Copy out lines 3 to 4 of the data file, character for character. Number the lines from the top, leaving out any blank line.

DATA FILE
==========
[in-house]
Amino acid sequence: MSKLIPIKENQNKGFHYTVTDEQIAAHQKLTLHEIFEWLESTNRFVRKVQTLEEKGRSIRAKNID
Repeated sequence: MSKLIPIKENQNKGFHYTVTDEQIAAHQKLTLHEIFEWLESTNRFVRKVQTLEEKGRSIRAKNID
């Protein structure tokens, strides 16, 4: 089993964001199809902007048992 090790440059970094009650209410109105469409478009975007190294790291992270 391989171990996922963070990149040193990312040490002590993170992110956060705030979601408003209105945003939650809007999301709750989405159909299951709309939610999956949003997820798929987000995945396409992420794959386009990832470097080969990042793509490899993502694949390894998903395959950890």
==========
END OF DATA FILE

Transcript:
Repeated sequence: MSKLIPIKENQNKGFHYTVTDEQIAAHQKLTLHEIFEWLESTNRFVRKVQTLEEKGRSIRAKNID
């Protein structure tokens, strides 16, 4: 089993964001199809902007048992 090790440059970094009650209410109105469409478009975007190294790291992270 391989171990996922963070990149040193990312040490002590993170992110956060705030979601408003209105945003939650809007999301709750989405159909299951709309939610999956949003997820798929987000995945396409992420794959386009990832470097080969990042793509490899993502694949390894998903395959950890």